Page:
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Seaweek 2010: Oceans of Life - ours to explore; ours to restore

Out and About in the Ocean Community

Going further: Sample Activities

What was here before?

The purpose of this activity is to increase student awareness of the idea of change and to consider traditional uses of these areas by Aboriginal and Torres Strait Islander groups.

Read Window by Jeannie Baker to the class, then ask students what they think might have been on the land where their house or school is now. Ask similar questions in relation to the ocean.

Arrange a visit to an area of importance to local Indigenous groups. Seek advice about places to visit. During the visit, draw students’ attention to the ways Aboriginal and Torres Strait Islander people used:

• Areas within the ocean for shelter
• Animals from the ocean for food
• Plants and animals from the ocean for medicines
• Natural objects to make tools, hunting weapons and other equipment
• Plants, soils and seeds for ceremonial purposes, rock and cave painting and decorative art work
• What areas of the ocean mean to their culture and traditions.

At school, organise a program of Aboriginal arts and crafts. These could include:

• Using different coloured soils and clays
• Making paint or dye using grasses, pine needles etc.
• Building models of shelters using natural products.

Making Connections: Sample Activities

A problem on the ocean

Ask students to identify problems they think could occur on the ocean. Group together those that relate to caring for the ocean, safety and sharing areas.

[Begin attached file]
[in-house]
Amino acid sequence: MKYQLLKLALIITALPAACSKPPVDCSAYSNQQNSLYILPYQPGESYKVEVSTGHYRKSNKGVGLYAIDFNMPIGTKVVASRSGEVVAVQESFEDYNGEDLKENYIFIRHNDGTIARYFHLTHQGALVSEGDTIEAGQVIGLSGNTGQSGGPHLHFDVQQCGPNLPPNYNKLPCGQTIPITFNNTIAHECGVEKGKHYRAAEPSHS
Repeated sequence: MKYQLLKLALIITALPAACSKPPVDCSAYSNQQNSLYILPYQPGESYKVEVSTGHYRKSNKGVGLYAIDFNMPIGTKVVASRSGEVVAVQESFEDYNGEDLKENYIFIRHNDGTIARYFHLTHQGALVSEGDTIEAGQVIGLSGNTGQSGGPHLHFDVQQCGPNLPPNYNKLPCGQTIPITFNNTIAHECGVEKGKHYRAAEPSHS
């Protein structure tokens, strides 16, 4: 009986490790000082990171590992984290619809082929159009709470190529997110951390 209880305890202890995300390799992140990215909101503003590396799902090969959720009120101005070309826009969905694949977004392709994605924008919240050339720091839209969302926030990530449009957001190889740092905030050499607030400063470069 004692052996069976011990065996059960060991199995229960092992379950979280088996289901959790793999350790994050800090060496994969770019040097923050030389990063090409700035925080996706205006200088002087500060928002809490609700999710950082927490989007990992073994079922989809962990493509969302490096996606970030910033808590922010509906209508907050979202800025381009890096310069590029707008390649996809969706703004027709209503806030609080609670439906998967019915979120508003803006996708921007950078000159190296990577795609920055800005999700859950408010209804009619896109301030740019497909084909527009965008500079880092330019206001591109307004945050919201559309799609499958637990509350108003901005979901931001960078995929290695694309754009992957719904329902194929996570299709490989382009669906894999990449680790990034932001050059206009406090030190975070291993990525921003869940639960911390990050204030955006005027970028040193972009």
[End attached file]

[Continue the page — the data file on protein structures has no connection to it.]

Generate possible solutions for these problems.

Assessment tip: Prepare a chart to record student findings

Problem Example Solution
Caring for the ocean    
Sharing areas    


Role-play the following scenarios:

You want to stop on an island in the ocean for a picnic. A family is just leaving a beautiful spot and leaves the area littered with rubbish. What might you do?

You want to use a barbecue on an island during the Christmas holidays, but fires are not permitted from November 1 until April 30. What might you do?

You notice people cutting down and damaging trees and plants on an island. It is an offence to cut down or damage any standing trees or plants. What might you do?

You see someone throwing out their bait bag whilst fishing on the ocean. This is against the Fishing Code. What might you do?


Students design signs to promote acceptable behaviour. Paint, draw or write about the place where the sign could be erected.

Present students with a problem situation found on areas of the ocean.
Invite students to place their sign with others that relate to the problem.

Who looks after the ocean?

From the class database, select people found using the ocean. Students draw pictures, which show how different people such as rangers, divers, snorkelers, fishers, tourists and families care for ocean areas. In this activity students begin to understand that care of open places is the joint responsibility of those who work there and those who use the area.

Rules of the ocean

Students refer back to the grid made to classify problems. Students suggest a rule for some of these problems to make the ocean safer, cleaner and to protect its natural values.

Unit Activities - Tuning in
Preparing to find out: Sample activities
Finding Out: Sample Activities
Sorting out: Sample activities
Going further: Sample Activities
Making Connections: Sample Activities
Taking Action: Sample Activities
Reflection: Sample Activities
References: Books & Websites
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Marine and Atmospheric Research


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